Strength of schedule offers explanation for Chicago Bulls’ slow start

Zach LaVine, DeMar DeRozan, Chicago Bulls (Photo by Michael Reaves/Getty Images)
Zach LaVine, DeMar DeRozan, Chicago Bulls (Photo by Michael Reaves/Getty Images) /

For those of you that have tuned in closely during the last two seasons, I wouldn’t blame you if you felt a little disappointed about how things are going so far. After all, the Chicago Bulls got off to a red-hot 12-5 start to the season last year, a mark that would currently be good enough for 3rd place in the East and 1st in the West. Things haven’t gone nearly as well this time around, however, as the Bulls currently occupy 11th place in the East with a 7-10 record.

There are a multitude of factors that help explain why Chicago seems to have taken a precipitous step in the wrong direction, including most notably the absence of their floor general, defensive stalwart, and 3-point specialist Lonzo Ball. That being said, the one thing I haven’t seen nearly mentioned enough is the tremendous uptick in the quality of opponents Chicago has faced in the early goings of their schedule this year.

Through 17 games, the Bulls have played the NBA’s second-most difficult strength of schedule, according to ESPN. Their opponents have achieved a winning percentage of .529, which eclipses every other team in the league with the exception of the 8-8 Philadelphia 76ers.

11 of their 17 contests have come against playoff teams from last year, while an additional 3 were against teams that qualified for the 2022 NBA Play-In Tournament. The Wizards, Pacers, and Magic have been the only relatively ‘easy’ opponents the Bulls have played all year. It’s important to keep this in mind when considering past results, as last season’s 12-5 start comes in direct contrast to this year’s early goings.

Things are only set to get easier from here for the Chicago Bulls, who have endured the NBA’s second-most difficult strength of schedule to date.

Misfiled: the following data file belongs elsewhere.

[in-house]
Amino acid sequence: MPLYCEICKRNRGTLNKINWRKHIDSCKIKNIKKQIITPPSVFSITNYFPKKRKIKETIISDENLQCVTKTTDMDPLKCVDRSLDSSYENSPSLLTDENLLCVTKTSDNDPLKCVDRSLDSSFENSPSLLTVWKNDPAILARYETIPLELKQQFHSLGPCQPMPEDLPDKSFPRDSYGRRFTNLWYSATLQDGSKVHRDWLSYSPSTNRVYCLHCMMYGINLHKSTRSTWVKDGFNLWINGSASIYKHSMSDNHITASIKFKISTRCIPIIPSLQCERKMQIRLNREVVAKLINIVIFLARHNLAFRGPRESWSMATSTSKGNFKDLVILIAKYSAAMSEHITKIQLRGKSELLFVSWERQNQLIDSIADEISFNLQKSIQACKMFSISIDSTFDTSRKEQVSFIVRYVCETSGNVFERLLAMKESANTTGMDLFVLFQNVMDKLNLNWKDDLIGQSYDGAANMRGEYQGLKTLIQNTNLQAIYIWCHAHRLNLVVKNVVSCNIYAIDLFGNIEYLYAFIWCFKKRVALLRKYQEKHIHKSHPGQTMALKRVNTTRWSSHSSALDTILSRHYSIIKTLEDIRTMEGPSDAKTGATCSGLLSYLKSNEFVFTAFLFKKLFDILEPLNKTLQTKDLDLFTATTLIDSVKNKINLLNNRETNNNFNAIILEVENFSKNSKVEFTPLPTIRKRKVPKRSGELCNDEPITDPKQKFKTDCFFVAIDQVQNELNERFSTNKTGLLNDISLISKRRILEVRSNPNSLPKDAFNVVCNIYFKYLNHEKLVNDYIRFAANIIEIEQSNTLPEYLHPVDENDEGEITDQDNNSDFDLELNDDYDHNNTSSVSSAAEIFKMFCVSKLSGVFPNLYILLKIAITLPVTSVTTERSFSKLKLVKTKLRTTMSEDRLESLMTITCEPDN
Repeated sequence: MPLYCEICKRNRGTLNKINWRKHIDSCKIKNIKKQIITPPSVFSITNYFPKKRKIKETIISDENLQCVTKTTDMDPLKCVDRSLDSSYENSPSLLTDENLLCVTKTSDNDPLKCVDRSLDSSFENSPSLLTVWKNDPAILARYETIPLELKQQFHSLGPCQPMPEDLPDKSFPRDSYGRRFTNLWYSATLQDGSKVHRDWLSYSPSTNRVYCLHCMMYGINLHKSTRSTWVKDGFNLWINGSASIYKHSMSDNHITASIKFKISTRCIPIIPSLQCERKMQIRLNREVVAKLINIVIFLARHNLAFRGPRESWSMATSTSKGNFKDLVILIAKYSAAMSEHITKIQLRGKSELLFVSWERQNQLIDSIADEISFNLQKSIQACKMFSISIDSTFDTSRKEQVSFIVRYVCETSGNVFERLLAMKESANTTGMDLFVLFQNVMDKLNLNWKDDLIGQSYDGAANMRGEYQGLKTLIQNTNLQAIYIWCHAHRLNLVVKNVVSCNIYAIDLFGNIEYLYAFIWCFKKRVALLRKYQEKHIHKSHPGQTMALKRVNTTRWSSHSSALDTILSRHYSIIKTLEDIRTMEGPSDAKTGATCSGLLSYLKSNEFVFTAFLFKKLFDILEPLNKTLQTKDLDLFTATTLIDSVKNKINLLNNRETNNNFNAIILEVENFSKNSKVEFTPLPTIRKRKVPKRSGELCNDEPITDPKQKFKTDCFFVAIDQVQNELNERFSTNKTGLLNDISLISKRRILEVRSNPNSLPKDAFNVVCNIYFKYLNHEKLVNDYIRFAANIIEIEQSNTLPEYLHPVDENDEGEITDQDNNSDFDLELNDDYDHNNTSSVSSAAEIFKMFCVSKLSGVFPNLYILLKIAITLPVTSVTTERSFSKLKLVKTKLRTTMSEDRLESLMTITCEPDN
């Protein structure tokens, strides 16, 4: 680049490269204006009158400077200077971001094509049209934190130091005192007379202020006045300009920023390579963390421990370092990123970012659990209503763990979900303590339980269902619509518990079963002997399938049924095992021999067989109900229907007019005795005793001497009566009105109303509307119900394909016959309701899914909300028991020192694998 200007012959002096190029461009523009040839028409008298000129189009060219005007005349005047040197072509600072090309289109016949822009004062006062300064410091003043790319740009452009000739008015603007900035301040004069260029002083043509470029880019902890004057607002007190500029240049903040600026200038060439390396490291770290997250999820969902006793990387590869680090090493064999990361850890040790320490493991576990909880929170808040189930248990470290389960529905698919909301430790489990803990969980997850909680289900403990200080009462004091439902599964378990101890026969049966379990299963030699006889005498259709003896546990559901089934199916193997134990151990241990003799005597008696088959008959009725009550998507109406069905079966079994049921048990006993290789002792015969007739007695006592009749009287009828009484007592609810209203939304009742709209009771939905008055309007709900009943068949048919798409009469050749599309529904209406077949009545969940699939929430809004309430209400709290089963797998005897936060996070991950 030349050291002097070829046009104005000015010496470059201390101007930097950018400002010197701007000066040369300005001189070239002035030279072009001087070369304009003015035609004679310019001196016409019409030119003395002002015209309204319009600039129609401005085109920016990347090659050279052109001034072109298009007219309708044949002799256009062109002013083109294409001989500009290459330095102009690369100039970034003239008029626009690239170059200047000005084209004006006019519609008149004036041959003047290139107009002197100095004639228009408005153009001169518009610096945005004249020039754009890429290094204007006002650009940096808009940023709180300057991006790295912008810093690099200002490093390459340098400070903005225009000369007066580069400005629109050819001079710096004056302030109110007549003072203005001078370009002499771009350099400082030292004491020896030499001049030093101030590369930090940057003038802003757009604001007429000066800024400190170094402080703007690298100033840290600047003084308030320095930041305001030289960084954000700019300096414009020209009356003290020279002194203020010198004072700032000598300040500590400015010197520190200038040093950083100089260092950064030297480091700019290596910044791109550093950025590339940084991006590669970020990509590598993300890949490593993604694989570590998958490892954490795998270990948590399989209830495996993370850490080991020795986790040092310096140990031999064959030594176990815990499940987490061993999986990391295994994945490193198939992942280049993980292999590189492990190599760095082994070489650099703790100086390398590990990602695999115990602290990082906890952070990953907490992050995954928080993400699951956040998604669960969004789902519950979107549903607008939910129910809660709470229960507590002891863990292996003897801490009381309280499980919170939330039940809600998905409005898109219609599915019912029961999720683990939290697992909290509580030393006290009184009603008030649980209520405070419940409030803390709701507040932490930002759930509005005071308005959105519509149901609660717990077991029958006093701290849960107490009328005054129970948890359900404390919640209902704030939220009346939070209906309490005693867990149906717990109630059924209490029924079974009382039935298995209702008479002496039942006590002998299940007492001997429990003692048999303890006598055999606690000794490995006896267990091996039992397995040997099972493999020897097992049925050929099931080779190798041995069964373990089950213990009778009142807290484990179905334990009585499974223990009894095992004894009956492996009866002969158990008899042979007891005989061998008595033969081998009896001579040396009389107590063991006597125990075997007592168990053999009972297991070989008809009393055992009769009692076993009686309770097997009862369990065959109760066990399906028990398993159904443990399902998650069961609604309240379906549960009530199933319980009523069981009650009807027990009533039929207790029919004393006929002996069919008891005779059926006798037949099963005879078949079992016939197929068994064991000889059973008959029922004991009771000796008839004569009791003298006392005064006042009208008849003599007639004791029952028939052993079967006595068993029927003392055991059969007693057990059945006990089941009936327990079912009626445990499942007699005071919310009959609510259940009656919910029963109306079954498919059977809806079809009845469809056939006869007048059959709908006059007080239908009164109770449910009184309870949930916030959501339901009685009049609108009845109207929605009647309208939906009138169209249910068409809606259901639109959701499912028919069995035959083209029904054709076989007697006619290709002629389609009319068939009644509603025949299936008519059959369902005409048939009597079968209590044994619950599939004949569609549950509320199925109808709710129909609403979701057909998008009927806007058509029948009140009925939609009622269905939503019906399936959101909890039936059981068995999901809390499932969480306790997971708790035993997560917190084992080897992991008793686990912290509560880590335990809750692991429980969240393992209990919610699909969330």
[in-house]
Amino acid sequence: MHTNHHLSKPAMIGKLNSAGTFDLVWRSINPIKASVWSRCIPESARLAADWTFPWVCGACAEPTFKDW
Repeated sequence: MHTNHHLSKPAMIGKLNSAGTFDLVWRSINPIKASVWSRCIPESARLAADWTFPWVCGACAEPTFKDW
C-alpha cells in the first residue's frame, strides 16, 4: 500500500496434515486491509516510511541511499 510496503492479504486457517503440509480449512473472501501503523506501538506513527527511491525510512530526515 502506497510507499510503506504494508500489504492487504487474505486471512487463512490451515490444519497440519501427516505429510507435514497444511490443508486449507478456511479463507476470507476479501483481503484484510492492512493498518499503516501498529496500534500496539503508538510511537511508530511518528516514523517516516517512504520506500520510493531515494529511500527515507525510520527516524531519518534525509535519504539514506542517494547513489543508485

The Bulls were allowed the chance to build positive momentum and gel as a unit early on last year, with their first four games all coming against bottom-feeding lottery teams from the previous season. Starting the season with a 4-0 record allowed the Bulls to control the narrative and be seen as a serious threat right from the jump. This season, however, the Bulls are 17 games deep and have still yet to face four actively tanking teams, as they did right from the start last year.

Despite their poor record this season, the Bulls have actually struggled the most to win the presumed ‘easy’ games on their schedule. They’ve battled hard against better teams, achieving a 5-6 record against playoff teams from last season and notched two wins over the NBA-leading Celtics. It’s the lottery-bound teams that have Chicago struggling, as they are only 2-4 in those matchups.

Considering ESPN had the Bulls projected to win just 8 of their 17 matchups thus far, they actually aren’t severely underperforming against the odds, despite what it may look like at a first glance. Then again, ESPN also predicted the Bulls to take a small step back and win 44 games this season, so we’d like to see Chicago outperform these projections, if anything.

If the Bulls get the version of the team we saw out there last night, I’d like to think it’s a pretty safe bet that they’ll win more often than not. If this was just a fluke victory and their slump continues any longer, however, we may witness some major shakeups to this team sooner than expected. With the Milwaukee Bucks and Utah Jazz next up on the schedule, the Chicago Bulls will have ample opportunity to prove their legitimacy as contenders this week.

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